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Assessment of the Biodegradation of Herbicides by Bacteria Isolated from the Soil
Aim: The aim of this research is to assess the biodegradation of herbicides by bacteria isolated from the soil.
Study Design: This study is designed to isolate, identify and characterize bacteria from the soil, to determine the degradation of herbicides by the bacterial isolates.
Place and Duration of Study: Department of Microbiology, Nasarawa State University Keffi, Nasarawa State, Nigeria, between January 2017 and December 2017.
Methodology: Bacteria were isolated from two different soil samples using pour plate method. The isolated bacteria include the species of Bacillus, Pseudomonas and Staphylococcus aureus which were grown on three different herbicides, containing mineral salt medium to determine their biodegradation potential. And degradation was measured by optical density checked using a spectrophotometer at 3 days interval.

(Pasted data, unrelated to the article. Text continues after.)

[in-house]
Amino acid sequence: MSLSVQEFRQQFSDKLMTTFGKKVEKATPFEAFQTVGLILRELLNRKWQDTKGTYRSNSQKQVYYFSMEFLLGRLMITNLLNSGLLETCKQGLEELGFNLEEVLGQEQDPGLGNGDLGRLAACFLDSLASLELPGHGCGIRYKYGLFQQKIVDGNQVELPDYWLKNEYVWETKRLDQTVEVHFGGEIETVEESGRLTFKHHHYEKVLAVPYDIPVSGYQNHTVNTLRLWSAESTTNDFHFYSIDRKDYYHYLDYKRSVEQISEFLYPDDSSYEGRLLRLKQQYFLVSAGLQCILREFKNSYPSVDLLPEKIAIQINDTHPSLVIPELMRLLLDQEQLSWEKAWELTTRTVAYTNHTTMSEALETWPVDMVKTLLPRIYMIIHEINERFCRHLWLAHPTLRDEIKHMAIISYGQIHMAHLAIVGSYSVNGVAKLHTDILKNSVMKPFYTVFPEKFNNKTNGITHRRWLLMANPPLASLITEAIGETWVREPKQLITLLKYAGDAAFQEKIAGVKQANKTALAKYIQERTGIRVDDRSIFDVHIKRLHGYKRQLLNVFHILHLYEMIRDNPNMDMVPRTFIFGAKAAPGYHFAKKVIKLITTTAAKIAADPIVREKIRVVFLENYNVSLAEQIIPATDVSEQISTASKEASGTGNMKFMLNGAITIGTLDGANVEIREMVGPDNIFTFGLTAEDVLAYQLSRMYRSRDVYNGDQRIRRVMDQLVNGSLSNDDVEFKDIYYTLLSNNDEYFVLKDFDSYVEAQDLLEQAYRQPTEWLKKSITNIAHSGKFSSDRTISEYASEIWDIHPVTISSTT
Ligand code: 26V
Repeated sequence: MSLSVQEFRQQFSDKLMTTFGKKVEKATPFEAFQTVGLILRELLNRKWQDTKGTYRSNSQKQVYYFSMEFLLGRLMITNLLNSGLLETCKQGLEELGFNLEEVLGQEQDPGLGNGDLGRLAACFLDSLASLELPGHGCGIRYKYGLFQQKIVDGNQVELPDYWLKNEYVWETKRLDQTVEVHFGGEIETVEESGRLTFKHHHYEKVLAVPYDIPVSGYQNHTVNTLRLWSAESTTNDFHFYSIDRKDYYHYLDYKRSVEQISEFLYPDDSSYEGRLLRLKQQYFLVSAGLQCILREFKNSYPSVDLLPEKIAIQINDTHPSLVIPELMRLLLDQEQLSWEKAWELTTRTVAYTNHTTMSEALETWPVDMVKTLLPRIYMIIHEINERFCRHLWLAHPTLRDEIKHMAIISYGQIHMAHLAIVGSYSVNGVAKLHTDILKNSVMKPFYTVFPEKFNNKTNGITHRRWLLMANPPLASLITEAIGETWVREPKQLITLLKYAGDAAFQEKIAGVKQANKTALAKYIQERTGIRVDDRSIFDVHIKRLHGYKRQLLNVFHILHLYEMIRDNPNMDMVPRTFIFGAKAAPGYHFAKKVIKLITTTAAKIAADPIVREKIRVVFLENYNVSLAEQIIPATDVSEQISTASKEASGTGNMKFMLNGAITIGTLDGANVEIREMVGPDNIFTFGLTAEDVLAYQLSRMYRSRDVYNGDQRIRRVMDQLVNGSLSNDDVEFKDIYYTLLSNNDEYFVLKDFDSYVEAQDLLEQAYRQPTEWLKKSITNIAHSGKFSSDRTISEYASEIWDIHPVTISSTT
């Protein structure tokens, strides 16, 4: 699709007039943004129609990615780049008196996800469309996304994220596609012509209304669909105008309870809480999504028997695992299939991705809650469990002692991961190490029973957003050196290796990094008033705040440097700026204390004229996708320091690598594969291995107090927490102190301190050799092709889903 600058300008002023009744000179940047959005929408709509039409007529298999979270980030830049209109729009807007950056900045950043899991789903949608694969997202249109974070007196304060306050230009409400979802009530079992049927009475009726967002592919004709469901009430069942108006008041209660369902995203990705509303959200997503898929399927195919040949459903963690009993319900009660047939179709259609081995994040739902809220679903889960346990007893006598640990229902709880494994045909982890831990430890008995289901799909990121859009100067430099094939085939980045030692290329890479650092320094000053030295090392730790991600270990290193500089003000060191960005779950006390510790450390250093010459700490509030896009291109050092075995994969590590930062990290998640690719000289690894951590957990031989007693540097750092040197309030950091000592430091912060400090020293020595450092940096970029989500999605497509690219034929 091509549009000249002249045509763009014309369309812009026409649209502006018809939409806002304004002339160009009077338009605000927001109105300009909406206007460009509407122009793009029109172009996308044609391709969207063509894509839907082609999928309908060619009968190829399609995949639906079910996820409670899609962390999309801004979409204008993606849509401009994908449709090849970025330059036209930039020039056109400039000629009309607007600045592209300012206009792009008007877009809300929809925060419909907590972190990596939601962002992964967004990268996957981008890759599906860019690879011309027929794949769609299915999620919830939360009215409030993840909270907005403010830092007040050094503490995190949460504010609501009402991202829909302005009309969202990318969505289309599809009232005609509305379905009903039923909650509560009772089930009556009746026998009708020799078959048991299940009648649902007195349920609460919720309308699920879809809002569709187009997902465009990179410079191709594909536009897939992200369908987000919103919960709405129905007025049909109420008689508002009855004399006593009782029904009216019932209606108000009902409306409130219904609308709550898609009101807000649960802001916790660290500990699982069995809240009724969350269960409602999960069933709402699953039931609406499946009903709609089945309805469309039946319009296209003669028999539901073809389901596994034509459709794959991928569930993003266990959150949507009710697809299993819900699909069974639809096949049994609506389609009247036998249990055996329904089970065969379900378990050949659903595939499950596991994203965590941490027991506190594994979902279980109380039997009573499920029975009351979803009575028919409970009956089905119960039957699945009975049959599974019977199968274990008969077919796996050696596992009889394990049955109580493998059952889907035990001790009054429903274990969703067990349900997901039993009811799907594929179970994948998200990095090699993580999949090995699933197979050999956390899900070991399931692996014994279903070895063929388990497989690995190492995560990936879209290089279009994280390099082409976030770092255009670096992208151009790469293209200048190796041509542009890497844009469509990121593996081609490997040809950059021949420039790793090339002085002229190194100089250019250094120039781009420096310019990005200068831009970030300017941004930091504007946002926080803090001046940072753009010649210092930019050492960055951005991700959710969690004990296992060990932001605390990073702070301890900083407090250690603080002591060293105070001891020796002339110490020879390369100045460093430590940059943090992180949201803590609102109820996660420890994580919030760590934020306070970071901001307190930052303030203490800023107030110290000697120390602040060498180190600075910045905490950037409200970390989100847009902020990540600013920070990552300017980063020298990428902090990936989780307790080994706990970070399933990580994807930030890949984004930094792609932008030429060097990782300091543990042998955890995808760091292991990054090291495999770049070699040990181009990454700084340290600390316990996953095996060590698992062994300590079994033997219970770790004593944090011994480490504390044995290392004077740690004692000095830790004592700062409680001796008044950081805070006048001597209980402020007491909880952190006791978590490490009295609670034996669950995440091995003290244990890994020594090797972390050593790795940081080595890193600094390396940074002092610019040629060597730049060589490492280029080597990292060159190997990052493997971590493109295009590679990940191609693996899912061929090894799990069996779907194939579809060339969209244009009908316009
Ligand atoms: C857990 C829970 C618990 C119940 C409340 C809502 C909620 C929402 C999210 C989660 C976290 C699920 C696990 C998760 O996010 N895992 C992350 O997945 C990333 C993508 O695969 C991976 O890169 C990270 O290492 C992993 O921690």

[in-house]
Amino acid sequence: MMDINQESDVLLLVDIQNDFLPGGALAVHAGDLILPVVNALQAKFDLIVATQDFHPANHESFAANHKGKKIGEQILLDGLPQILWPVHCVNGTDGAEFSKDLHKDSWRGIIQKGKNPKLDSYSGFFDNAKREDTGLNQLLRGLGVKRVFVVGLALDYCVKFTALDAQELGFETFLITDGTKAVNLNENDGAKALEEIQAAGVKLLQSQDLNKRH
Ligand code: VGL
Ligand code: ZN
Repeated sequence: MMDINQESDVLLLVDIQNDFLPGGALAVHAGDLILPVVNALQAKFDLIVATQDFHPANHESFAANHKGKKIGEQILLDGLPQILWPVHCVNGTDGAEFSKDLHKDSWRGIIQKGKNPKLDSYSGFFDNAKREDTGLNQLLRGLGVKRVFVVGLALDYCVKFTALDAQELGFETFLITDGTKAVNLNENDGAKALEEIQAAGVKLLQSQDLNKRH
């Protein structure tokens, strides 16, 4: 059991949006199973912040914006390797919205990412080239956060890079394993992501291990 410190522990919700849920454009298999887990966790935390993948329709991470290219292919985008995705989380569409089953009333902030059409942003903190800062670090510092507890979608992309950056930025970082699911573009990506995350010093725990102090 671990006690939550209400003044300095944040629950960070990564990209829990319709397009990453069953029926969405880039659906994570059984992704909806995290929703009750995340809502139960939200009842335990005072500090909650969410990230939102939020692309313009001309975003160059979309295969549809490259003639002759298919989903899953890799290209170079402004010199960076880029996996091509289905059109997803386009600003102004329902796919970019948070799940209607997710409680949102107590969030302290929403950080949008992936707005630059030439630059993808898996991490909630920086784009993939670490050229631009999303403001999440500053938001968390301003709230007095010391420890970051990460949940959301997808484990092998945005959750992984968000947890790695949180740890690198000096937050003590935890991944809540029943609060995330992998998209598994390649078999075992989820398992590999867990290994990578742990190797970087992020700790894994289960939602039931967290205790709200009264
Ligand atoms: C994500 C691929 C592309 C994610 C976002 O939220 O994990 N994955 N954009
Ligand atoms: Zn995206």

Results: The result revealed degradation of the herbicides by the isolates. All isolates were able to utilize the glyphosphate in the medium and as such growth was noticed. Out of the three isolates used (Bacillus subtilis, Pseudomonas aeruginosa and Staphylococcus aureus), the best degradation observed was by B. subtilis at 82.61% on glyphosphate, followed by P.aeruginosa at 69.67% on Glyphosphate and finally S. aureus at 47.83% also on glyphosphate. The result also revealed low percentage degradation of the other herbicides by these organisms. Microorganisms were able to degrade glyphosate due to their ability to utilize the organophosphorus as the sole phosphorus source.
Conclusion: From this study it can be deduced that the isolated bacteria can be used for bioremediation of herbicide contaminated and polluted soil although further studies may be required to standardize the procedure.